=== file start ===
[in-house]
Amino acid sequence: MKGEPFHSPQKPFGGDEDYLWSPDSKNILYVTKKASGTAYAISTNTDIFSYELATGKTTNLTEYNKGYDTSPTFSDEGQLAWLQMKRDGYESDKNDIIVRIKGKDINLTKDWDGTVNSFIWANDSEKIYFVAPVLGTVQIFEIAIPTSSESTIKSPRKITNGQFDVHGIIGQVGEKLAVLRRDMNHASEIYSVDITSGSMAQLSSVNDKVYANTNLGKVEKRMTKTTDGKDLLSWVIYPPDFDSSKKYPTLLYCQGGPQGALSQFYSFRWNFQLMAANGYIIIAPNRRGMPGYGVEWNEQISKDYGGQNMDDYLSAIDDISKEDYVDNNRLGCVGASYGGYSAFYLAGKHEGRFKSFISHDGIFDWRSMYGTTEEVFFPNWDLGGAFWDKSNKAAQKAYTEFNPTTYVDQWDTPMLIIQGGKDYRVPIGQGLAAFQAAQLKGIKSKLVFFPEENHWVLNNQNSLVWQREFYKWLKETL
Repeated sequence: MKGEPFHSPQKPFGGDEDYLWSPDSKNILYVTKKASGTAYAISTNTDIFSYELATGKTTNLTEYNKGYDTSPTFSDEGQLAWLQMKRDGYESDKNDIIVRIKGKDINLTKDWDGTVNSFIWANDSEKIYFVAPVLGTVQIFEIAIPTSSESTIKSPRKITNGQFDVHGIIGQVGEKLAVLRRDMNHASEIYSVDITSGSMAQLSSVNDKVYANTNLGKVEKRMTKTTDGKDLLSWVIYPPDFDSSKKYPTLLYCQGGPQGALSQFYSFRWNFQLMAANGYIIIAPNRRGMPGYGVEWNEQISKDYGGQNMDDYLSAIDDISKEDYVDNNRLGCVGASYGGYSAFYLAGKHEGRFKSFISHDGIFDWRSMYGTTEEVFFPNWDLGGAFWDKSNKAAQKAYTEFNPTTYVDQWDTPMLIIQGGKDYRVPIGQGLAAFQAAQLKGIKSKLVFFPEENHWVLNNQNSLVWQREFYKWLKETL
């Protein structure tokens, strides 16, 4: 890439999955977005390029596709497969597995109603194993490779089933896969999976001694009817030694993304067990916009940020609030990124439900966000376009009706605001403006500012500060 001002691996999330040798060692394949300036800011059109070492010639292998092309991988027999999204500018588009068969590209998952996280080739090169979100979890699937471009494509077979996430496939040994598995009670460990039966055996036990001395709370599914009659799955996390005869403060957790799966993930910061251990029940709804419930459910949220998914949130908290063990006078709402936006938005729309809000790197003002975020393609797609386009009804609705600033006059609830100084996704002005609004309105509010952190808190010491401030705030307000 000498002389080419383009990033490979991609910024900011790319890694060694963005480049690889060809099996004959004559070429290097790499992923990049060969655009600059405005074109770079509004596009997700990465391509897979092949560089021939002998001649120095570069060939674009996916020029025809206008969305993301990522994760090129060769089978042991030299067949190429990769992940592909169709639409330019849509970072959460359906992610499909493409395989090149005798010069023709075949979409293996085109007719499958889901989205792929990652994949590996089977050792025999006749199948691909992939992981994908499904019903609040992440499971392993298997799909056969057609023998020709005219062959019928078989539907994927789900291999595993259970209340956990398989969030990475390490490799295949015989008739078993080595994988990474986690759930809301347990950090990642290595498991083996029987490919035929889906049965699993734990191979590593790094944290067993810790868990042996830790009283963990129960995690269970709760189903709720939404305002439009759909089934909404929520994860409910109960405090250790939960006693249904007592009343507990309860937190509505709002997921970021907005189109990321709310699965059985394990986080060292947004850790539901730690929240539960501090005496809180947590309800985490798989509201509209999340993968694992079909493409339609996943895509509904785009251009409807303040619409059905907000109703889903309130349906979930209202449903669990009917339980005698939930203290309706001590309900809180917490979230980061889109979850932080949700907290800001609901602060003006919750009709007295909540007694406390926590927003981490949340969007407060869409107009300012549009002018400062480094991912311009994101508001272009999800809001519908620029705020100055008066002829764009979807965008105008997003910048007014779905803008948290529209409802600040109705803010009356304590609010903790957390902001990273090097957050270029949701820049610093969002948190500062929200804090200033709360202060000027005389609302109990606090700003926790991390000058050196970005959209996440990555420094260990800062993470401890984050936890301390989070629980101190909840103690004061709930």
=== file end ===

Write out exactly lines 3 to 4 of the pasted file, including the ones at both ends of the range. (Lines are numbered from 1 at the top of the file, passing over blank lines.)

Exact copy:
Repeated sequence: MKGEPFHSPQKPFGGDEDYLWSPDSKNILYVTKKASGTAYAISTNTDIFSYELATGKTTNLTEYNKGYDTSPTFSDEGQLAWLQMKRDGYESDKNDIIVRIKGKDINLTKDWDGTVNSFIWANDSEKIYFVAPVLGTVQIFEIAIPTSSESTIKSPRKITNGQFDVHGIIGQVGEKLAVLRRDMNHASEIYSVDITSGSMAQLSSVNDKVYANTNLGKVEKRMTKTTDGKDLLSWVIYPPDFDSSKKYPTLLYCQGGPQGALSQFYSFRWNFQLMAANGYIIIAPNRRGMPGYGVEWNEQISKDYGGQNMDDYLSAIDDISKEDYVDNNRLGCVGASYGGYSAFYLAGKHEGRFKSFISHDGIFDWRSMYGTTEEVFFPNWDLGGAFWDKSNKAAQKAYTEFNPTTYVDQWDTPMLIIQGGKDYRVPIGQGLAAFQAAQLKGIKSKLVFFPEENHWVLNNQNSLVWQREFYKWLKETL
């Protein structure tokens, strides 16, 4: 890439999955977005390029596709497969597995109603194993490779089933896969999976001694009817030694993304067990916009940020609030990124439900966000376009009706605001403006500012500060 001002691996999330040798060692394949300036800011059109070492010639292998092309991988027999999204500018588009068969590209998952996280080739090169979100979890699937471009494509077979996430496939040994598995009670460990039966055996036990001395709370599914009659799955996390005869403060957790799966993930910061251990029940709804419930459910949220998914949130908290063990006078709402936006938005729309809000790197003002975020393609797609386009009804609705600033006059609830100084996704002005609004309105509010952190808190010491401030705030307000 000498002389080419383009990033490979991609910024900011790319890694060694963005480049690889060809099996004959004559070429290097790499992923990049060969655009600059405005074109770079509004596009997700990465391509897979092949560089021939002998001649120095570069060939674009996916020029025809206008969305993301990522994760090129060769089978042991030299067949190429990769992940592909169709639409330019849509970072959460359906992610499909493409395989090149005798010069023709075949979409293996085109007719499958889901989205792929990652994949590996089977050792025999006749199948691909992939992981994908499904019903609040992440499971392993298997799909056969057609023998020709005219062959019928078989539907994927789900291999595993259970209340956990398989969030990475390490490799295949015989008739078993080595994988990474986690759930809301347990950090990642290595498991083996029987490919035929889906049965699993734990191979590593790094944290067993810790868990042996830790009283963990129960995690269970709760189903709720939404305002439009759909089934909404929520994860409910109960405090250790939960006693249904007592009343507990309860937190509505709002997921970021907005189109990321709310699965059985394990986080060292947004850790539901730690929240539960501090005496809180947590309800985490798989509201509209999340993968694992079909493409339609996943895509509904785009251009409807303040619409059905907000109703889903309130349906979930209202449903669990009917339980005698939930203290309706001590309900809180917490979230980061889109979850932080949700907290800001609901602060003006919750009709007295909540007694406390926590927003981490949340969007407060869409107009300012549009002018400062480094991912311009994101508001272009999800809001519908620029705020100055008066002829764009979807965008105008997003910048007014779905803008948290529209409802600040109705803010009356304590609010903790957390902001990273090097957050270029949701820049610093969002948190500062929200804090200033709360202060000027005389609302109990606090700003926790991390000058050196970005959209996440990555420094260990800062993470401890984050936890301390989070629980101190909840103690004061709930």